Please remember to check on your visa requirements, especially for extended travel, and ensure you include ample buffer time for the whole process. Visas can take weeks or even months to be ready; you don’t want to run in the situation where the visa is not ready on your departure date!

Also, beware of scams - it is well worth conducting extra checks before you purchase a visa, as many scam websites look legitimate and may even be the top search on Google.


Travel insurance is not just an extra add-on you can afford to miss. I repeat: it is not just an extra add-on you can afford to miss. If you’re going to be travelling for a few months, you’re bound to face some kind of crisis and it will be very unwise to take that gamble with the universe!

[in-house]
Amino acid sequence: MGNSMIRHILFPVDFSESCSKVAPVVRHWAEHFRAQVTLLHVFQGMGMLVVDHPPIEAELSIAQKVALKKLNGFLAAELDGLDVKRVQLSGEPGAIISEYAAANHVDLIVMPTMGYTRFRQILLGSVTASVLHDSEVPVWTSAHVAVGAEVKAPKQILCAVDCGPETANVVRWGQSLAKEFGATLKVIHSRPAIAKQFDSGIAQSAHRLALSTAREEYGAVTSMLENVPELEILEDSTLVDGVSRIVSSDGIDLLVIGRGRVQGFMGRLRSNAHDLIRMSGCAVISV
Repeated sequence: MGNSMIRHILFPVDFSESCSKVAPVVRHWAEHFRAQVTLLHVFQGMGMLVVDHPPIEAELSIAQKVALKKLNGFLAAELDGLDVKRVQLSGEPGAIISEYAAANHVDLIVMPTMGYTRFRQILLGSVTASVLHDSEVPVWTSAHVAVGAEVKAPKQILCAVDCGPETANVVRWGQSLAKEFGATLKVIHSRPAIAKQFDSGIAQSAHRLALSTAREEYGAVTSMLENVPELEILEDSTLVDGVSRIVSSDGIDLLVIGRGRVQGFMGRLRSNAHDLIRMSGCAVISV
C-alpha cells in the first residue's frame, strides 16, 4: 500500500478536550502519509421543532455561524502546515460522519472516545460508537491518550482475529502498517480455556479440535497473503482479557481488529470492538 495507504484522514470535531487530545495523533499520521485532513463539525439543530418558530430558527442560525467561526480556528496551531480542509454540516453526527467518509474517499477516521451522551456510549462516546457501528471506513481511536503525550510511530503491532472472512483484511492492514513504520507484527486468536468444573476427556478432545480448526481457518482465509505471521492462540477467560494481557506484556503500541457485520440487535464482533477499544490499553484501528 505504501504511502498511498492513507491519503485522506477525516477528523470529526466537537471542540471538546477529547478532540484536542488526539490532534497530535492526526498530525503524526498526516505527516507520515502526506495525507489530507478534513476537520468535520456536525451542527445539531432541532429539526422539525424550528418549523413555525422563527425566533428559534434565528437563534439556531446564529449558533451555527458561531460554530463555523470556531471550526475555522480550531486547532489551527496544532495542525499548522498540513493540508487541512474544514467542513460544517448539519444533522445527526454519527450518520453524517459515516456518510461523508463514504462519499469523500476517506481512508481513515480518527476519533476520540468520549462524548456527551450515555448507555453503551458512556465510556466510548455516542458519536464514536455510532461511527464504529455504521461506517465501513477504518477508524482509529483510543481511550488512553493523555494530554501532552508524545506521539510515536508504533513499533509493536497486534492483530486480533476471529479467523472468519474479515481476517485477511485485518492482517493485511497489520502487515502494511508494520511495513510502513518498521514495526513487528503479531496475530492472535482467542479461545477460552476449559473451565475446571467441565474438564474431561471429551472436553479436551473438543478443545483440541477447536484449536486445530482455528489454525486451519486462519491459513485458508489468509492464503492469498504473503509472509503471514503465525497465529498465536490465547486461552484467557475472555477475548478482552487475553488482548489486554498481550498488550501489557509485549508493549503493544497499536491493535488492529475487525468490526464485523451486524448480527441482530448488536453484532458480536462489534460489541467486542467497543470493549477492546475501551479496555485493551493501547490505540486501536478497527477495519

Travel fatigue is a real problem, y’all.


If you’re travelling for an extended period of time but at the same pace as on a shorter holiday, you’ll find that you’ll quickly become exhausted. The excitement of visiting some place new also quickly wears off, which is not what you want - after all, travelling should be about enjoying your experience, not just about crossing the place off your bucket list!


Take a vacation off your vacation - as ironic as it sounds, that’s exactly what it is. You can’t be going out to sightsee every day for a month! Set aside time to decompress and relax during your travels. Don’t feel guilty for allowing yourself some downtime to recharge - it’s important so that you have the energy to enjoy the rest of your travels.